“Take a trip to Belsay Hall, Castle and Gardens in Northumberland and enjoy one of the best value days out in north-east England” is what the English Heritage website proudly proclaims. I agree with them. When we knew that we were going to be staying in Northumberland we checked around for historical sites of interest within reasonable striking distance, and checked out their prices. Howick Hall, home of Earl Grey - who the tea was named after - don't appear to let visitors into the house, but for £7.70 you can look at their gardens. Wallington Hall and gardens, run by the National Trust, will charge £12.20 for you to enter. As far as I can tell this isn't as bad a deal as it sounds in comparison to Belsay Hall, because Wallington Hall is furnished and is quite an extensive house, whereas Belsay Hall is relatively modest in size and isn't furnished, neither is the castle.

The other option that we were considering was Alnwick (rhyming with “panic”, which is what their prices might induce) Castle and Gardens. If you pay at the gate they will charge you £14.50 for castle entry, £13.75 for garden entry or £26.25 for entry to both. I mentioned to the lady running our B&B that I thought that they were taking the pee with their pricing, and she replied that it now gives you entry for a whole year. That might be great for somebody living in the area, but I would guess that a high percentage of their visitors – including us – don't. As we are foodies we were quite interested in the idea of dining at their Treehouse Restaurant, so that we could combine two of our loves, historical buildings and quality dining. However, you can look at their menus online, and we did. When we discovered that it was £26.95 for two courses, £32.50 for three courses and then they add supplements on for various items on the menu, we decided that this is one place that we are unlikely to visit unless we are fortunate enough to win the lottery!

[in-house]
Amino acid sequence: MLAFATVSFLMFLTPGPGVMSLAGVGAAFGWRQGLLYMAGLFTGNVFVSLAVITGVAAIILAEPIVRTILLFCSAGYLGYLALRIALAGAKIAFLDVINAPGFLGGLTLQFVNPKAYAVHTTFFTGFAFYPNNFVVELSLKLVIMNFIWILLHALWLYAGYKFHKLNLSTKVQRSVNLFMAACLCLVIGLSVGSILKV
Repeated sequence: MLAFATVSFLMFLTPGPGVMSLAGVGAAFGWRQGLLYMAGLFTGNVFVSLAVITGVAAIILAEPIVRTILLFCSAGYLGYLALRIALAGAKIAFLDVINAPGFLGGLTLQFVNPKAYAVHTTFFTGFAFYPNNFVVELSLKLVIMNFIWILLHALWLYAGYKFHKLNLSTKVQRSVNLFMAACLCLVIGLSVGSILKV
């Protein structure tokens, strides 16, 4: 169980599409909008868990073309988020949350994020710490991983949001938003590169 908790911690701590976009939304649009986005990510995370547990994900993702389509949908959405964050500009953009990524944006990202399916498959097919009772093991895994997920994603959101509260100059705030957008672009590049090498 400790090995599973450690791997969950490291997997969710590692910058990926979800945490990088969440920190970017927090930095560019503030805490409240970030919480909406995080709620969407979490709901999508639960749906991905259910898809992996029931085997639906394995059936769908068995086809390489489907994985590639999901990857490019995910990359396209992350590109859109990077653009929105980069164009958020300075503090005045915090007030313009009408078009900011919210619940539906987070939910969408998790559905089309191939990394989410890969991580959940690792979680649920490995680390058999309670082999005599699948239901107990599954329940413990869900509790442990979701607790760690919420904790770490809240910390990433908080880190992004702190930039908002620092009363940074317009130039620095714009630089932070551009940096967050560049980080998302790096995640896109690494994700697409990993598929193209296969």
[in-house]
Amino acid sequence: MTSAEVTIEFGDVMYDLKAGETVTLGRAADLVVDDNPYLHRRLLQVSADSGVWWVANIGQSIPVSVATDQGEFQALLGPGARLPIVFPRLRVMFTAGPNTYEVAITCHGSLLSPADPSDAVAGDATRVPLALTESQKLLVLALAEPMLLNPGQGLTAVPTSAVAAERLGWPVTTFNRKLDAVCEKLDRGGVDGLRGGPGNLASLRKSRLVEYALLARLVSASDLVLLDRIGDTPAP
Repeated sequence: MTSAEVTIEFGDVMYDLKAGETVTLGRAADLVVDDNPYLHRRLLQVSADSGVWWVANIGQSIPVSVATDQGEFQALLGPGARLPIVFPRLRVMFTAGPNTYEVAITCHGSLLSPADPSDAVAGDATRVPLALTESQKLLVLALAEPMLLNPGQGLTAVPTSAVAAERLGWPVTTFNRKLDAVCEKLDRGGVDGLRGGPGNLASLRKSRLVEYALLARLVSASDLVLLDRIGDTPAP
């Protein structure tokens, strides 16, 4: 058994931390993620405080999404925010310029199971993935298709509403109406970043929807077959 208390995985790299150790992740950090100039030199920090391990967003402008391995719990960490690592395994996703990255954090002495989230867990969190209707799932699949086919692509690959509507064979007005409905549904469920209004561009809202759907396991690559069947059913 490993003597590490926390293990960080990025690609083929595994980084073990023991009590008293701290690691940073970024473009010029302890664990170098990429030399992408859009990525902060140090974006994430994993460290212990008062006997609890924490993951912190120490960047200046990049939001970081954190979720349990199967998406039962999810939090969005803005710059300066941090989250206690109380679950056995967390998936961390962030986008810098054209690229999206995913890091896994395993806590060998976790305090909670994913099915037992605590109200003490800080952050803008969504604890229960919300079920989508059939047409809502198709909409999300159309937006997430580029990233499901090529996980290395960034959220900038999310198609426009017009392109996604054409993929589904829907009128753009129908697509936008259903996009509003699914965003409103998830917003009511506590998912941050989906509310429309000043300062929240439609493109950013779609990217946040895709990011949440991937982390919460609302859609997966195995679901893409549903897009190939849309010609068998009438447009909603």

It was typical English Summer weather when we visited, alternating between sunshine and showers, and because we had a long drive home ahead of us we didn't want to linger too long. We spent just over two hours here, but if we were less pressed for time we could easily have spent three hours. Personally I liked the fact that the house was unfurnished, meaning that they didn't have to have people in every room keeping an eye on visitors, it meant that it didn't take long to look around the house, but I accept that might not be to everyone's taste. The signs did quite clearly state that the damage to the building had been caused by dry rot in the 1970s, due to leaking water pipes.

The cellars were massive and divided up by letters of the alphabet, as well as into beer and wine cellars, so it just makes me wonder how much wine the family must have had stored in them.

We really loved the gardens, and it is obvious that English Heritage have put a lot of thought into making as much of the site as possible accessible to all. Obviously the spiral stone staircase going all the way up to the top of the castle tower is only recommended for people that can walk and are reasonably agile, but virtually everywhere else can be reached in a wheelchair. The view from the top of the tower was fantastic, and we thought that it was well worth the effort. Wheelchair users might also have some challenges and obstacles to overcome if they wanted to play on the perfectly-manicured Croquet lawn.